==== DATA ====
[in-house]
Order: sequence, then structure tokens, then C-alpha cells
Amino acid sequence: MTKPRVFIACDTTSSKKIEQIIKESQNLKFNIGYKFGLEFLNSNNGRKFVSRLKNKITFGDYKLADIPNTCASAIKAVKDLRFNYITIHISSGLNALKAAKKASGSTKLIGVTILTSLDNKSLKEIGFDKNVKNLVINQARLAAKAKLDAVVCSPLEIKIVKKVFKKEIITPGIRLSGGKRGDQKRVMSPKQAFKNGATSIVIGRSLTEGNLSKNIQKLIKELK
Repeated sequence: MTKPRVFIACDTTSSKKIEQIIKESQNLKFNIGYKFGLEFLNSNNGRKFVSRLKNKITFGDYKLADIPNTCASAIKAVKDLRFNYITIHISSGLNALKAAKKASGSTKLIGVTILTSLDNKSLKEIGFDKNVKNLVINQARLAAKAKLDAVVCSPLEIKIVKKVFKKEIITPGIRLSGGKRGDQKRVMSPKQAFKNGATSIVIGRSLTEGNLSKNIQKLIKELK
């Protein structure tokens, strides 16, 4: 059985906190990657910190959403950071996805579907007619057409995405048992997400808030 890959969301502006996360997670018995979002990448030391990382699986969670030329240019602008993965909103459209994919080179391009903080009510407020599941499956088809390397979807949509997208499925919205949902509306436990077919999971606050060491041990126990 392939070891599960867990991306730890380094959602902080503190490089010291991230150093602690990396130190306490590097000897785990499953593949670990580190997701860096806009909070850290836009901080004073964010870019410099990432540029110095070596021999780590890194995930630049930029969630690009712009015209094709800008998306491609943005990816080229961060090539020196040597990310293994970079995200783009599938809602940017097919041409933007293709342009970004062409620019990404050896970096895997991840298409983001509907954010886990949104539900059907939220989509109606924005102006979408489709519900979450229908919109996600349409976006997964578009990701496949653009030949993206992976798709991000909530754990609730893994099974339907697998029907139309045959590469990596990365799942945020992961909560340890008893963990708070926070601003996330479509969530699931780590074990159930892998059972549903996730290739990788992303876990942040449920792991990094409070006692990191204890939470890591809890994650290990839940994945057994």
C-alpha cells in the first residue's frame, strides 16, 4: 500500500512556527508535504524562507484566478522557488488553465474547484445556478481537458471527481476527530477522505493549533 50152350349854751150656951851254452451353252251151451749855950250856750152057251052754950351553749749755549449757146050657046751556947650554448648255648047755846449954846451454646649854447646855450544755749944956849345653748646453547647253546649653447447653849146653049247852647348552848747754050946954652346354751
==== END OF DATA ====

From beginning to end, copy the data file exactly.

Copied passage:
[in-house]
Order: sequence, then structure tokens, then C-alpha cells
Amino acid sequence: MTKPRVFIACDTTSSKKIEQIIKESQNLKFNIGYKFGLEFLNSNNGRKFVSRLKNKITFGDYKLADIPNTCASAIKAVKDLRFNYITIHISSGLNALKAAKKASGSTKLIGVTILTSLDNKSLKEIGFDKNVKNLVINQARLAAKAKLDAVVCSPLEIKIVKKVFKKEIITPGIRLSGGKRGDQKRVMSPKQAFKNGATSIVIGRSLTEGNLSKNIQKLIKELK
Repeated sequence: MTKPRVFIACDTTSSKKIEQIIKESQNLKFNIGYKFGLEFLNSNNGRKFVSRLKNKITFGDYKLADIPNTCASAIKAVKDLRFNYITIHISSGLNALKAAKKASGSTKLIGVTILTSLDNKSLKEIGFDKNVKNLVINQARLAAKAKLDAVVCSPLEIKIVKKVFKKEIITPGIRLSGGKRGDQKRVMSPKQAFKNGATSIVIGRSLTEGNLSKNIQKLIKELK
């Protein structure tokens, strides 16, 4: 059985906190990657910190959403950071996805579907007619057409995405048992997400808030 890959969301502006996360997670018995979002990448030391990382699986969670030329240019602008993965909103459209994919080179391009903080009510407020599941499956088809390397979807949509997208499925919205949902509306436990077919999971606050060491041990126990 392939070891599960867990991306730890380094959602902080503190490089010291991230150093602690990396130190306490590097000897785990499953593949670990580190997701860096806009909070850290836009901080004073964010870019410099990432540029110095070596021999780590890194995930630049930029969630690009712009015209094709800008998306491609943005990816080229961060090539020196040597990310293994970079995200783009599938809602940017097919041409933007293709342009970004062409620019990404050896970096895997991840298409983001509907954010886990949104539900059907939220989509109606924005102006979408489709519900979450229908919109996600349409976006997964578009990701496949653009030949993206992976798709991000909530754990609730893994099974339907697998029907139309045959590469990596990365799942945020992961909560340890008893963990708070926070601003996330479509969530699931780590074990159930892998059972549903996730290739990788992303876990942040449920792991990094409070006692990191204890939470890591809890994650290990839940994945057994």
C-alpha cells in the first residue's frame, strides 16, 4: 500500500512556527508535504524562507484566478522557488488553465474547484445556478481537458471527481476527530477522505493549533 50152350349854751150656951851254452451353252251151451749855950250856750152057251052754950351553749749755549449757146050657046751556947650554448648255648047755846449954846451454646649854447646855450544755749944956849345653748646453547647253546649653447447653849146653049247852647348552848747754050946954652346354751